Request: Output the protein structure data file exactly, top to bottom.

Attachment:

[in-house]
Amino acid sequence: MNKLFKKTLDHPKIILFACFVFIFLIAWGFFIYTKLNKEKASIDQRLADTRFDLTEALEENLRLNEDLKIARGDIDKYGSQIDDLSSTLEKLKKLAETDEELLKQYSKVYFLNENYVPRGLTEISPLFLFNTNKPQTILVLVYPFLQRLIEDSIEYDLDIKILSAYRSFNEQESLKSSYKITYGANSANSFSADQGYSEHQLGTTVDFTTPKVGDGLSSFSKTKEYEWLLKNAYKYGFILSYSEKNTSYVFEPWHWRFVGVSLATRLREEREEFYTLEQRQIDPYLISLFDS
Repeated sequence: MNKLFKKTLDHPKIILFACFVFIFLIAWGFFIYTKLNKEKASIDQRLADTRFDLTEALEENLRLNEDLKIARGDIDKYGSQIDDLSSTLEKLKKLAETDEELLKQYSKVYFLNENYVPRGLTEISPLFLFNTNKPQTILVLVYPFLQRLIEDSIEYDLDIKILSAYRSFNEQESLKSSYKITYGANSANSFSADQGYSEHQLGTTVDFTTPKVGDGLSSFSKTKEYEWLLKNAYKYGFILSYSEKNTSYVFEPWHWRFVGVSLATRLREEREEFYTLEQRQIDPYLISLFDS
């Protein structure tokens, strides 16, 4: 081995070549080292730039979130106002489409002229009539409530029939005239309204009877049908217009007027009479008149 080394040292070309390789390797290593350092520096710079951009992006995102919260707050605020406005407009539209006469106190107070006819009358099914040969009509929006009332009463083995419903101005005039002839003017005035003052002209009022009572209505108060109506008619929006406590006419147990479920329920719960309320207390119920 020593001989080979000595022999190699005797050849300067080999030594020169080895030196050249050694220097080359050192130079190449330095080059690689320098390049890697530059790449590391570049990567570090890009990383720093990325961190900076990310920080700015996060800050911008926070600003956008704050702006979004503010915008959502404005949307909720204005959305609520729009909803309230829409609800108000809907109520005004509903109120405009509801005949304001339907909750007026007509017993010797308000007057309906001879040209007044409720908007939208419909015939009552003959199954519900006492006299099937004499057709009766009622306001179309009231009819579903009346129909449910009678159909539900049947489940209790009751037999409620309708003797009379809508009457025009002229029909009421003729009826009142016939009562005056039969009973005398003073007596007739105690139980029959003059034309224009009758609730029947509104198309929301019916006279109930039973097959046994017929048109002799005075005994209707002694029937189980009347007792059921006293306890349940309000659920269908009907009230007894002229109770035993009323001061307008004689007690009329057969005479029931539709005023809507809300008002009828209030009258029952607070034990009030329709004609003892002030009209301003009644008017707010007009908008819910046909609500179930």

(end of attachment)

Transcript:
[in-house]
Amino acid sequence: MNKLFKKTLDHPKIILFACFVFIFLIAWGFFIYTKLNKEKASIDQRLADTRFDLTEALEENLRLNEDLKIARGDIDKYGSQIDDLSSTLEKLKKLAETDEELLKQYSKVYFLNENYVPRGLTEISPLFLFNTNKPQTILVLVYPFLQRLIEDSIEYDLDIKILSAYRSFNEQESLKSSYKITYGANSANSFSADQGYSEHQLGTTVDFTTPKVGDGLSSFSKTKEYEWLLKNAYKYGFILSYSEKNTSYVFEPWHWRFVGVSLATRLREEREEFYTLEQRQIDPYLISLFDS
Repeated sequence: MNKLFKKTLDHPKIILFACFVFIFLIAWGFFIYTKLNKEKASIDQRLADTRFDLTEALEENLRLNEDLKIARGDIDKYGSQIDDLSSTLEKLKKLAETDEELLKQYSKVYFLNENYVPRGLTEISPLFLFNTNKPQTILVLVYPFLQRLIEDSIEYDLDIKILSAYRSFNEQESLKSSYKITYGANSANSFSADQGYSEHQLGTTVDFTTPKVGDGLSSFSKTKEYEWLLKNAYKYGFILSYSEKNTSYVFEPWHWRFVGVSLATRLREEREEFYTLEQRQIDPYLISLFDS
């Protein structure tokens, strides 16, 4: 081995070549080292730039979130106002489409002229009539409530029939005239309204009877049908217009007027009479008149 080394040292070309390789390797290593350092520096710079951009992006995102919260707050605020406005407009539209006469106190107070006819009358099914040969009509929006009332009463083995419903101005005039002839003017005035003052002209009022009572209505108060109506008619929006406590006419147990479920329920719960309320207390119920 020593001989080979000595022999190699005797050849300067080999030594020169080895030196050249050694220097080359050192130079190449330095080059690689320098390049890697530059790449590391570049990567570090890009990383720093990325961190900076990310920080700015996060800050911008926070600003956008704050702006979004503010915008959502404005949307909720204005959305609520729009909803309230829409609800108000809907109520005004509903109120405009509801005949304001339907909750007026007509017993010797308000007057309906001879040209007044409720908007939208419909015939009552003959199954519900006492006299099937004499057709009766009622306001179309009231009819579903009346129909449910009678159909539900049947489940209790009751037999409620309708003797009379809508009457025009002229029909009421003729009826009142016939009562005056039969009973005398003073007596007739105690139980029959003059034309224009009758609730029947509104198309929301019916006279109930039973097959046994017929048109002799005075005994209707002694029937189980009347007792059921006293306890349940309000659920269908009907009230007894002229109770035993009323001061307008004689007690009329057969005479029931539709005023809507809300008002009828209030009258029952607070034990009030329709004609003892002030009209301003009644008017707010007009908008819910046909609500179930």